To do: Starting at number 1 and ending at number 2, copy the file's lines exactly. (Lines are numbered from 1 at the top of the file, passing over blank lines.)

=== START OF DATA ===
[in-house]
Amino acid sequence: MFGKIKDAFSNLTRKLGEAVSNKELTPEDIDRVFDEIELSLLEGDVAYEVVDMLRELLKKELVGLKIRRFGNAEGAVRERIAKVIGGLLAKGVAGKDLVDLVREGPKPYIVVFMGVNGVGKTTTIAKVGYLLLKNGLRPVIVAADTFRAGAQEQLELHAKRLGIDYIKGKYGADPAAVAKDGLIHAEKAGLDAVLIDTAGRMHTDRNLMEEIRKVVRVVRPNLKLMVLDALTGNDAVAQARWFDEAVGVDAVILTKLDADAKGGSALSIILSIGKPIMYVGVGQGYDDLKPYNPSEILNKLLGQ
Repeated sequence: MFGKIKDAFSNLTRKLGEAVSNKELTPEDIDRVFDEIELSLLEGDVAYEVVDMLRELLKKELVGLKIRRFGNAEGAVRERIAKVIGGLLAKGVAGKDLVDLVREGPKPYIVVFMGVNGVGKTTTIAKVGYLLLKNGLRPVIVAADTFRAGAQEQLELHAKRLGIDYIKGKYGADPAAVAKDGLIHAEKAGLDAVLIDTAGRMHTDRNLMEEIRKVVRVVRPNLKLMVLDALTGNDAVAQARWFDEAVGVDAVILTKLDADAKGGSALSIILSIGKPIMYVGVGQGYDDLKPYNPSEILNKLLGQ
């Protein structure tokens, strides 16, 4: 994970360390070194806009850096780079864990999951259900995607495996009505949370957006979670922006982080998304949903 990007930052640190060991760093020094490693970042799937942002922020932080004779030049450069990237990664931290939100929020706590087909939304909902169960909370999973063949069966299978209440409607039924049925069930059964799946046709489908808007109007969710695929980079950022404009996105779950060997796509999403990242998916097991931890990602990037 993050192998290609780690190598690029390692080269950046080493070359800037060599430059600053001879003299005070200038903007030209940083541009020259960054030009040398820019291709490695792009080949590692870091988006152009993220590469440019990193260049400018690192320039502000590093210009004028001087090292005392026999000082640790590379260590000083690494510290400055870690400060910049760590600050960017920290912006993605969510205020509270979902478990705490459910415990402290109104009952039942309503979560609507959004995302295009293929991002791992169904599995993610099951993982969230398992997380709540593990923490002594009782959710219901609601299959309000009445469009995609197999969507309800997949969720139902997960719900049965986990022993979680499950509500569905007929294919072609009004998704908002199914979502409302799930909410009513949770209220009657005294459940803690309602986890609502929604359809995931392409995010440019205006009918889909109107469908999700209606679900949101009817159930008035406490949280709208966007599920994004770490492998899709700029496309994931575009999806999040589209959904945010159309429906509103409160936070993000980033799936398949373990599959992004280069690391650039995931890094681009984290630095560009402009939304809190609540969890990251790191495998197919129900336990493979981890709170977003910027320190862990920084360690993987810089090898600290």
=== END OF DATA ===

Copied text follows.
[in-house]
Amino acid sequence: MFGKIKDAFSNLTRKLGEAVSNKELTPEDIDRVFDEIELSLLEGDVAYEVVDMLRELLKKELVGLKIRRFGNAEGAVRERIAKVIGGLLAKGVAGKDLVDLVREGPKPYIVVFMGVNGVGKTTTIAKVGYLLLKNGLRPVIVAADTFRAGAQEQLELHAKRLGIDYIKGKYGADPAAVAKDGLIHAEKAGLDAVLIDTAGRMHTDRNLMEEIRKVVRVVRPNLKLMVLDALTGNDAVAQARWFDEAVGVDAVILTKLDADAKGGSALSIILSIGKPIMYVGVGQGYDDLKPYNPSEILNKLLGQ